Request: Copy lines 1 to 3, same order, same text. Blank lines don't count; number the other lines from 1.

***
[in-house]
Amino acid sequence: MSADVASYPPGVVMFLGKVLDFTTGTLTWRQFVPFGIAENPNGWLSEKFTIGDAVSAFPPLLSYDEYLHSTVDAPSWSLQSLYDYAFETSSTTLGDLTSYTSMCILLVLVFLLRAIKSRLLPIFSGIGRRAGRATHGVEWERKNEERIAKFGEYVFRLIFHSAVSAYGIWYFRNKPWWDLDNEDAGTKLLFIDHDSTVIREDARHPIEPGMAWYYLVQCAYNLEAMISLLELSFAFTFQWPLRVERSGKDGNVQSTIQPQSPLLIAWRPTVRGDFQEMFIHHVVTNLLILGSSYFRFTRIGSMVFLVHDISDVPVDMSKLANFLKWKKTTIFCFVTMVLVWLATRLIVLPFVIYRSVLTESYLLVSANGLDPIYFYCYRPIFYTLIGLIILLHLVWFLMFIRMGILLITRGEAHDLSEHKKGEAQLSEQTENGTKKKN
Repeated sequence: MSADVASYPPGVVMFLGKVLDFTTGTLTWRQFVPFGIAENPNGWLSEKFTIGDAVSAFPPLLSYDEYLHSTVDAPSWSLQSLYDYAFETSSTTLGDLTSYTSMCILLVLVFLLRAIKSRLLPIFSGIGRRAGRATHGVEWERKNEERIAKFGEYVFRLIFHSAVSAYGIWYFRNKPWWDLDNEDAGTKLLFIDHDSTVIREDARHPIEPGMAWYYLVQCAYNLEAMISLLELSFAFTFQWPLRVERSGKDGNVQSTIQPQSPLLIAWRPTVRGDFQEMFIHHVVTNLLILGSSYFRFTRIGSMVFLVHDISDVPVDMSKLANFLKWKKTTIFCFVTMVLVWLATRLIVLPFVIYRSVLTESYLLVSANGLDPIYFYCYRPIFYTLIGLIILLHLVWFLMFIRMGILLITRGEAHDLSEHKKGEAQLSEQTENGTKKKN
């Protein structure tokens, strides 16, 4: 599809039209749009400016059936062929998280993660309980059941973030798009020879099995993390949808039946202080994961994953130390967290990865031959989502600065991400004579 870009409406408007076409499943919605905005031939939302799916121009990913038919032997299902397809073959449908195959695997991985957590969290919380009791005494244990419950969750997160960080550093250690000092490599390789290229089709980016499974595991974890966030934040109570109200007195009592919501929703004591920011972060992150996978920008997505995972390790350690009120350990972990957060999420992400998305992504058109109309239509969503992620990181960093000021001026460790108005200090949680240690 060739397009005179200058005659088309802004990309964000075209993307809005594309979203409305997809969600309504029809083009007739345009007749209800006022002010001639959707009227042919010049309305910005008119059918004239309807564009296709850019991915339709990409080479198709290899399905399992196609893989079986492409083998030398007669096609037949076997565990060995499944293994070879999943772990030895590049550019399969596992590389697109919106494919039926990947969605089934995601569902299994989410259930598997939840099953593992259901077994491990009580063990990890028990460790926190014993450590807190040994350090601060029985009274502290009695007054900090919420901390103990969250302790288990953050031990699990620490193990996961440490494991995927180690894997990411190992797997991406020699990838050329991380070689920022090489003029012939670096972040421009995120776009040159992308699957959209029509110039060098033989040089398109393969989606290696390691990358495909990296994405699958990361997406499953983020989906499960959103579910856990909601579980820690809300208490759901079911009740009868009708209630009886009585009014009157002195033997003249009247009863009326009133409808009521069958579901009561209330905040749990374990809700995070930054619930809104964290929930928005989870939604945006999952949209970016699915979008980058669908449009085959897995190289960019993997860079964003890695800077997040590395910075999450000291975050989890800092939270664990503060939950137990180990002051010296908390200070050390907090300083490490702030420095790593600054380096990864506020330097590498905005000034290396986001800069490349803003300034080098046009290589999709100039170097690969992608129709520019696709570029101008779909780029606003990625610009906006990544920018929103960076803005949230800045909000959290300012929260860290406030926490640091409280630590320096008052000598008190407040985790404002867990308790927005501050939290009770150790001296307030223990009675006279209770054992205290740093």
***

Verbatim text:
[in-house]
Amino acid sequence: MSADVASYPPGVVMFLGKVLDFTTGTLTWRQFVPFGIAENPNGWLSEKFTIGDAVSAFPPLLSYDEYLHSTVDAPSWSLQSLYDYAFETSSTTLGDLTSYTSMCILLVLVFLLRAIKSRLLPIFSGIGRRAGRATHGVEWERKNEERIAKFGEYVFRLIFHSAVSAYGIWYFRNKPWWDLDNEDAGTKLLFIDHDSTVIREDARHPIEPGMAWYYLVQCAYNLEAMISLLELSFAFTFQWPLRVERSGKDGNVQSTIQPQSPLLIAWRPTVRGDFQEMFIHHVVTNLLILGSSYFRFTRIGSMVFLVHDISDVPVDMSKLANFLKWKKTTIFCFVTMVLVWLATRLIVLPFVIYRSVLTESYLLVSANGLDPIYFYCYRPIFYTLIGLIILLHLVWFLMFIRMGILLITRGEAHDLSEHKKGEAQLSEQTENGTKKKN
Repeated sequence: MSADVASYPPGVVMFLGKVLDFTTGTLTWRQFVPFGIAENPNGWLSEKFTIGDAVSAFPPLLSYDEYLHSTVDAPSWSLQSLYDYAFETSSTTLGDLTSYTSMCILLVLVFLLRAIKSRLLPIFSGIGRRAGRATHGVEWERKNEERIAKFGEYVFRLIFHSAVSAYGIWYFRNKPWWDLDNEDAGTKLLFIDHDSTVIREDARHPIEPGMAWYYLVQCAYNLEAMISLLELSFAFTFQWPLRVERSGKDGNVQSTIQPQSPLLIAWRPTVRGDFQEMFIHHVVTNLLILGSSYFRFTRIGSMVFLVHDISDVPVDMSKLANFLKWKKTTIFCFVTMVLVWLATRLIVLPFVIYRSVLTESYLLVSANGLDPIYFYCYRPIFYTLIGLIILLHLVWFLMFIRMGILLITRGEAHDLSEHKKGEAQLSEQTENGTKKKN